Image source: Dexcom, Inc.

What: After a Food and Drug Administration advisory committee voted to support removing the need to confirm blood glucose measures determined by Dexcom, Inc.'s (NASDAQ:DXCM) continuous glucose monitors (CGM) with a finger stick, the company's stock rallied 15.9% last month, according to S&P Global Market Intelligence

So what: Dexcom's CGMs provide diabetics with real-time insight into blood glucose trends. However, up until now, charting of blood glucose had to be confirmed by results from a blood glucose monitor prior to patients taking action to restore their levels to their desired range.

The committee's recommendation to remove that requirement for Dexcom's monitor could clear the way toward approval of the device by Medicare, opening up a significant patient population that up until now has struggled to afford the device. 

Despite reimbursement headwinds among some payers, demand for Dexcom's monitors and the consumables required to use them has been steadily accelerating. In Q2, revenue grew to $137.3 million, up 47% from the the same quarter in 2015.

Due to investments in manufacturing, research, and sales and marketing, expenses increased in the past year, resulting in a GAAP net loss of $20.2 million, or $0.24 per share for the second quarter of 2016, compared to $3.7 million, or $0.05 per share for the same quarter in 2015. The net loss of $20.2 million for the second quarter of 2016 included $31.5 million in non-cash expenses, comprised primarily of share-based compensation, depreciation, and amortization.

Now what: Dexcom's monitors are used primarily by type 1 diabetics and there are an estimated 500,000 people under age 14 living with type 1 diabetes. Since Dexcom's penetration of that patient pool is in the tens of thousands of patients, there could be a long runway still for future growth.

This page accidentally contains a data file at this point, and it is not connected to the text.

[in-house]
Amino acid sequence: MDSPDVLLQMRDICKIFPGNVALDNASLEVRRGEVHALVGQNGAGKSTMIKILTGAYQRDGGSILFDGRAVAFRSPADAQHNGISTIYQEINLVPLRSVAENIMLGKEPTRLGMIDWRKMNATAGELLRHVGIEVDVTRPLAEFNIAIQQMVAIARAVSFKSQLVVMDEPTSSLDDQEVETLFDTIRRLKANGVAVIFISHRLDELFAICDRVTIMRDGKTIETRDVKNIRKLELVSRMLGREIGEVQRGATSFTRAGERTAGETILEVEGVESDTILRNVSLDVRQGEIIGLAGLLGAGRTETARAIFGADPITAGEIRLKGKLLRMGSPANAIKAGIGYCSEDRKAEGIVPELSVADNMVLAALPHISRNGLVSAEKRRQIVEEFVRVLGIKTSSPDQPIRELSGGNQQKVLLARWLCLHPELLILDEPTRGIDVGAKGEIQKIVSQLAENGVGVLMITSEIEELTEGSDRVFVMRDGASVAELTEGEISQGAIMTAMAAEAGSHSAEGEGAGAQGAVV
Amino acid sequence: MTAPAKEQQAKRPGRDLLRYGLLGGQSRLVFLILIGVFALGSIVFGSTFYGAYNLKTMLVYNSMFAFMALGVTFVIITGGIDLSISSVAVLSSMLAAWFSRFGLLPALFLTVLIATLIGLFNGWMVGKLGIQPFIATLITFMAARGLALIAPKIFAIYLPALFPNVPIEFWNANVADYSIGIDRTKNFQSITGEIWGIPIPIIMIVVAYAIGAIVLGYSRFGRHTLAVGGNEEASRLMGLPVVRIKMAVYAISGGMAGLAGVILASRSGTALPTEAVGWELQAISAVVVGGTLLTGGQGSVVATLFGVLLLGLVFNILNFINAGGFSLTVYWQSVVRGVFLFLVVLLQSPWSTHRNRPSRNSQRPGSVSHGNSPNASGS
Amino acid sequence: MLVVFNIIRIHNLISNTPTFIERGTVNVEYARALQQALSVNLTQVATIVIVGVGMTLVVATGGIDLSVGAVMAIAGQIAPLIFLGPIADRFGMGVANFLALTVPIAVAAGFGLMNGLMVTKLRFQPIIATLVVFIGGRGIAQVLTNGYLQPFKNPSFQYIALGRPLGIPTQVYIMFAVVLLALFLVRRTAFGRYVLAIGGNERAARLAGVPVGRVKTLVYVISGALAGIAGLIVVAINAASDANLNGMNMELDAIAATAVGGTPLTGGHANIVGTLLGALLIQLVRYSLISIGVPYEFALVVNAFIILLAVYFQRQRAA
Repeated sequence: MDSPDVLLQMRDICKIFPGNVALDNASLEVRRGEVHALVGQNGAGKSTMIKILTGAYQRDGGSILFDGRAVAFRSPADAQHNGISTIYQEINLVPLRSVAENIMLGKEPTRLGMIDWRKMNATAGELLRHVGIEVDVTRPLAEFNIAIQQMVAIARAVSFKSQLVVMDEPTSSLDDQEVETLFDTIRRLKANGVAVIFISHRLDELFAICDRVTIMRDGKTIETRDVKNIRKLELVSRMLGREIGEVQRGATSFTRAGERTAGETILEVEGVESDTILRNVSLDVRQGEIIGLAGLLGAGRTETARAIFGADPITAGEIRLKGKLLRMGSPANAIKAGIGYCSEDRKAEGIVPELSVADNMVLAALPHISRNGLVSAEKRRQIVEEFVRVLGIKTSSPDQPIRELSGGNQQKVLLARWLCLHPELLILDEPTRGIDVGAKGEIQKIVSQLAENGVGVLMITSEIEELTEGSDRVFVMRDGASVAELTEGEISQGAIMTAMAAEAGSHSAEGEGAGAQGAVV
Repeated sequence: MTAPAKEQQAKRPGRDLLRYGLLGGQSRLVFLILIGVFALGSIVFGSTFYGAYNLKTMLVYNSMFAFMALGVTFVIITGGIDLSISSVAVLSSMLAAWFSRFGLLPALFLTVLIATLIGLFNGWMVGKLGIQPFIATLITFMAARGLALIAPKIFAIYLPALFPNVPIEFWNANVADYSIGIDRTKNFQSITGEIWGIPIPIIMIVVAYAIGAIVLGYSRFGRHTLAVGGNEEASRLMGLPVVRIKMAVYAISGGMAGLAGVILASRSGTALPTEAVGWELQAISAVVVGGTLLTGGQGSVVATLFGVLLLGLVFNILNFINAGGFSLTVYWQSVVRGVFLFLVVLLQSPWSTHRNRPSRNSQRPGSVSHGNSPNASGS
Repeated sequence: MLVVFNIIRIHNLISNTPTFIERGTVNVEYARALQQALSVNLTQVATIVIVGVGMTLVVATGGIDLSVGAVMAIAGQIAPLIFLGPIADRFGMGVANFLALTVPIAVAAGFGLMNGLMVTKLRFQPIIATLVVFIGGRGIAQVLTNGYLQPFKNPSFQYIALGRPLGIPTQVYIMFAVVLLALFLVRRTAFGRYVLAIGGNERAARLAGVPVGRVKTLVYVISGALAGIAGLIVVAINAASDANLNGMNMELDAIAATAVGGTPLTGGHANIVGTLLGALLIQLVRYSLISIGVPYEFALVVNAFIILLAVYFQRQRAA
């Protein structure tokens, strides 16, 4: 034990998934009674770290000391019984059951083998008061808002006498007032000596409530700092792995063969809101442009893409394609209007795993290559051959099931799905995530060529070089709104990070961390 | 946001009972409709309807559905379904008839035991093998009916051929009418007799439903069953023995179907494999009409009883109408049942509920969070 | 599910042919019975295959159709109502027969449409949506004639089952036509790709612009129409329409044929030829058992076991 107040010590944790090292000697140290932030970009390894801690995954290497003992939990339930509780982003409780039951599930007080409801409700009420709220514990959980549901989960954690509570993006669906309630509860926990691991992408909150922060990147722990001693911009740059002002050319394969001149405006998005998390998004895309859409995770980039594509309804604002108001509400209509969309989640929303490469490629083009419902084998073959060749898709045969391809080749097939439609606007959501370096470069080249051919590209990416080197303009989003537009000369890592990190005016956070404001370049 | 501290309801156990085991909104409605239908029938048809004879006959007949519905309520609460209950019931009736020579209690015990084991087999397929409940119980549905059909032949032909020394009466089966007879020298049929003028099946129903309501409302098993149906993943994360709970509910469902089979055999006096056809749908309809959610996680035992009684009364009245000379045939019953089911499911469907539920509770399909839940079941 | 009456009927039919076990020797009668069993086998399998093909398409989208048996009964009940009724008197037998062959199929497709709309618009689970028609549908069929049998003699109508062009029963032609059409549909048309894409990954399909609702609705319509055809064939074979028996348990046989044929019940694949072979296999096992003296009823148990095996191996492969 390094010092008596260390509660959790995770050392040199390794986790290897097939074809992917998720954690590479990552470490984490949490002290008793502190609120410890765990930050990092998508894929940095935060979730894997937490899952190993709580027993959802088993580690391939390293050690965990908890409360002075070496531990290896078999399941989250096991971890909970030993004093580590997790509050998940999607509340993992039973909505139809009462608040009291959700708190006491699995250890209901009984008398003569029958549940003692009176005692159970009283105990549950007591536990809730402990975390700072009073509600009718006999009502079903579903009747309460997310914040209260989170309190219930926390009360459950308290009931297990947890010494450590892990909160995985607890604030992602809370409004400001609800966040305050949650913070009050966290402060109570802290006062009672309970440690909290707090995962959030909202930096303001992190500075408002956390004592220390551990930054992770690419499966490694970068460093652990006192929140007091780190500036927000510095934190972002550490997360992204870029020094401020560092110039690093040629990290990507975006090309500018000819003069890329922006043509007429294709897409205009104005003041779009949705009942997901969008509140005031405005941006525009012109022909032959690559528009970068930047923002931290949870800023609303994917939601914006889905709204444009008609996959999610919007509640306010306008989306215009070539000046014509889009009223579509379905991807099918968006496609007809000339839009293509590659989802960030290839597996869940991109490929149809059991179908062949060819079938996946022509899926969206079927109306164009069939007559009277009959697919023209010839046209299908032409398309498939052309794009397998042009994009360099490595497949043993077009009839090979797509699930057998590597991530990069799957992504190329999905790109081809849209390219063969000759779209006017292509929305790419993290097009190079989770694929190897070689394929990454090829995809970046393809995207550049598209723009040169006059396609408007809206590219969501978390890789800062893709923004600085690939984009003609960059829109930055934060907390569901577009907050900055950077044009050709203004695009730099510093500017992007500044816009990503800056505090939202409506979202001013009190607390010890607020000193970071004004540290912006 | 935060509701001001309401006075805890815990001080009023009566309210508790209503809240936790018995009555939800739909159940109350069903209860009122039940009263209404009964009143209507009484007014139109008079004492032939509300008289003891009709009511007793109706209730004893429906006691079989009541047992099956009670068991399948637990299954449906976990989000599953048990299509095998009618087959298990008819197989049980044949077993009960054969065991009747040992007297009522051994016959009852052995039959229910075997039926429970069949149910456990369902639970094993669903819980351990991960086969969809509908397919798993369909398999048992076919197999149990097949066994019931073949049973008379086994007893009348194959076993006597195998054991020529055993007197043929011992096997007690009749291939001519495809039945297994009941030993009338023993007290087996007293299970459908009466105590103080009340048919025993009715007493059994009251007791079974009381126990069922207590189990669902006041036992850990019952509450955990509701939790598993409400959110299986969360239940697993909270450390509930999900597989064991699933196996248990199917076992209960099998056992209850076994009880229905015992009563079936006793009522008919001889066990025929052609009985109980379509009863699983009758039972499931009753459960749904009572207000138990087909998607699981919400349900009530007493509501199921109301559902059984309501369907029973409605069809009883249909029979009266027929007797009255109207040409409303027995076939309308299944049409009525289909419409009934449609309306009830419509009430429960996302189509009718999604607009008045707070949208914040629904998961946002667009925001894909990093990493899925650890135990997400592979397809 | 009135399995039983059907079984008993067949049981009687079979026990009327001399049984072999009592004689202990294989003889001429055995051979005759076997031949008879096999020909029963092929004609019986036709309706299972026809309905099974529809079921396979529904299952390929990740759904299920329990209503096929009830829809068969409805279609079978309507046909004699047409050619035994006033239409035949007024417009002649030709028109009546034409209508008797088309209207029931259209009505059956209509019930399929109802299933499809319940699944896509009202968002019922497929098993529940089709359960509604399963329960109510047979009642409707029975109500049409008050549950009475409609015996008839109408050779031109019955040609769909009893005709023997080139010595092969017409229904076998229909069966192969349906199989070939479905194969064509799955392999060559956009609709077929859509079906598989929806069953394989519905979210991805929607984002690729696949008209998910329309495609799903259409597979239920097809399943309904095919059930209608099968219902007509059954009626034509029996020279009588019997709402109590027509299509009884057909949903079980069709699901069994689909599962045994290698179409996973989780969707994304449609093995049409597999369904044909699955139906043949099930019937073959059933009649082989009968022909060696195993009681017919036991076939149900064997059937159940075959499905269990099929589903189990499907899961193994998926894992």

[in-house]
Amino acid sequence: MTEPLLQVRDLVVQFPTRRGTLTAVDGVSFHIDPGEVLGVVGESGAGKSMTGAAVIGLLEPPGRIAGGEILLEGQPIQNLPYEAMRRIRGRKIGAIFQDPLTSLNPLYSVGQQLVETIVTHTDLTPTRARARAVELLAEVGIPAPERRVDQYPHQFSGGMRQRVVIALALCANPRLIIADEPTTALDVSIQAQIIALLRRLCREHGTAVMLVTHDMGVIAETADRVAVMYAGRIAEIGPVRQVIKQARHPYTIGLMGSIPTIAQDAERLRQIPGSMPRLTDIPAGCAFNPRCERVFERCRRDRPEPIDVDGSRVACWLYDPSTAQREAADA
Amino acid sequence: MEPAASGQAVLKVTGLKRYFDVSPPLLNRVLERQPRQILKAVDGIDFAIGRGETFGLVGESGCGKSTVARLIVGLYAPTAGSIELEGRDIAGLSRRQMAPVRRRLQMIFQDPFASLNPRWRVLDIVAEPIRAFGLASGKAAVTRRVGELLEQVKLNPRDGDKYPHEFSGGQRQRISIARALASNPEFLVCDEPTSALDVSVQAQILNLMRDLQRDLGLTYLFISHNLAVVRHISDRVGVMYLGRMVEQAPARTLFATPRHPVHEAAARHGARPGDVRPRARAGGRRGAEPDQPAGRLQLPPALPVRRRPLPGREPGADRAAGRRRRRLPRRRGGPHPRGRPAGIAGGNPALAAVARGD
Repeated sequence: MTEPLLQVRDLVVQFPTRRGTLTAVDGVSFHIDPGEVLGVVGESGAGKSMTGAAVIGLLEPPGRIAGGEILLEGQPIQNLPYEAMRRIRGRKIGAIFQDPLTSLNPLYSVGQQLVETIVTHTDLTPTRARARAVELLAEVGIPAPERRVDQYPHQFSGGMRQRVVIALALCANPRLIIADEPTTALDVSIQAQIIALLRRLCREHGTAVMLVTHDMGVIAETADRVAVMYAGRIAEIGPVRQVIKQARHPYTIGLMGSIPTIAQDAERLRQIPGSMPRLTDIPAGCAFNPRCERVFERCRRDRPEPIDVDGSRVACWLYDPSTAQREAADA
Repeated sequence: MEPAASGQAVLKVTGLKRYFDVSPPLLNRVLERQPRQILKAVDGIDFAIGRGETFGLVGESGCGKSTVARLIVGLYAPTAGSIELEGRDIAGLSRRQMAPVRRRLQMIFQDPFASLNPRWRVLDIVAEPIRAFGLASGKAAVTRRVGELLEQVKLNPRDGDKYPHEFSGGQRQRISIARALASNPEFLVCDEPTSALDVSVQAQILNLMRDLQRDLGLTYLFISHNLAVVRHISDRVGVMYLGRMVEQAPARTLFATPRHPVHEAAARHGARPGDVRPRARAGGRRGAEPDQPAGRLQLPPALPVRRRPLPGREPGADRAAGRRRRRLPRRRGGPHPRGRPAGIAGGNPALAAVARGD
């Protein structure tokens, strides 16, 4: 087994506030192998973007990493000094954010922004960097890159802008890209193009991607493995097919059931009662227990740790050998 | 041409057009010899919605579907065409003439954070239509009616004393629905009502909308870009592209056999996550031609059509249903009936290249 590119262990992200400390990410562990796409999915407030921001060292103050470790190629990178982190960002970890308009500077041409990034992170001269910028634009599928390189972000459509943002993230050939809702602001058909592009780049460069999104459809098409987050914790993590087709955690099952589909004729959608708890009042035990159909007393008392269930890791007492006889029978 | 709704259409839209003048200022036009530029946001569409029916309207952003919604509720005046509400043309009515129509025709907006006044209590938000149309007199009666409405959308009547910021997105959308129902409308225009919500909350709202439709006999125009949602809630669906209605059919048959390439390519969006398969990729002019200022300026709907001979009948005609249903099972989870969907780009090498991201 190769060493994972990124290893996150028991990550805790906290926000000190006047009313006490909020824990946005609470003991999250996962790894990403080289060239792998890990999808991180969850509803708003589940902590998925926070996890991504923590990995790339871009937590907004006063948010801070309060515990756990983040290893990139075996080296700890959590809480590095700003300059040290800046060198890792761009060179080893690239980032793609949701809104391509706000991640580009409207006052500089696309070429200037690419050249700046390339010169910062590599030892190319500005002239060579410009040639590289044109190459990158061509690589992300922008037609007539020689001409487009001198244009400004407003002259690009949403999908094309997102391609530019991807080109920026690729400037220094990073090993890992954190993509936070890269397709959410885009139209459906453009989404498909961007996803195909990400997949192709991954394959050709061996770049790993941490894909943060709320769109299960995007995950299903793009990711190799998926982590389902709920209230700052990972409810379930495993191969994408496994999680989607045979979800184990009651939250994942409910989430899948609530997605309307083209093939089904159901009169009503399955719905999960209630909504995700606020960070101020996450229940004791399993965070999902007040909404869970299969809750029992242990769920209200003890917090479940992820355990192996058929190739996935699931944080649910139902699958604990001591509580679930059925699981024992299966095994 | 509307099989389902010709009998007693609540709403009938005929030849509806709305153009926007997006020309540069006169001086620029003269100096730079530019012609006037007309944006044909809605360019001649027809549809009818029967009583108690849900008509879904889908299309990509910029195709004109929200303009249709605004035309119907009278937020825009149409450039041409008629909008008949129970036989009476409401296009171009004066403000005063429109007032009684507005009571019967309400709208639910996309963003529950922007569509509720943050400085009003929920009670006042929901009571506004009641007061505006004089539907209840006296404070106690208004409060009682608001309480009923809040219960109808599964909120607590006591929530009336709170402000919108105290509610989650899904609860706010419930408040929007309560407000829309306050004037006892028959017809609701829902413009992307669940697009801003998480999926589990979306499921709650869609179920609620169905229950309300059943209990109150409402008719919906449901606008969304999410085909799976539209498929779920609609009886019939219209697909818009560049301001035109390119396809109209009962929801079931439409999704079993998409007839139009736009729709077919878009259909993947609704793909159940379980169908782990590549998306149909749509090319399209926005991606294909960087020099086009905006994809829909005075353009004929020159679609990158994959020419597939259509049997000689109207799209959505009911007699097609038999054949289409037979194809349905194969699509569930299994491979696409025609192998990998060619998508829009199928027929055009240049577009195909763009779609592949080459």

During its second-quarter earnings conference call, management boosted the low end of its full-year sales guidance to $550 million from prior estimates of at least $540 million. The company has $115.6 million in cash, cash equivalents, and short-term marketable securities and no meaningful debt, so there's plenty of financial flexibility available to roll out product updates and execute on next-generation improvements that could eventually open up CGM technology to the type 2 diabetes market.

Overall, since the type 1 patient population is growing 3% annually and international expansion, plans are still in the early stages, I think this company is one of the most intriguing growth stocks targeting diabetes and that suggests its shares might be worth picking up in long-haul portfolios.

This article represents the opinion of the writer, who may disagree with the “official” recommendation position of a Motley Fool premium advisory service. We’re motley! Questioning an investing thesis -- even one of our own -- helps us all think critically about investing and make decisions that help us become smarter, happier, and richer.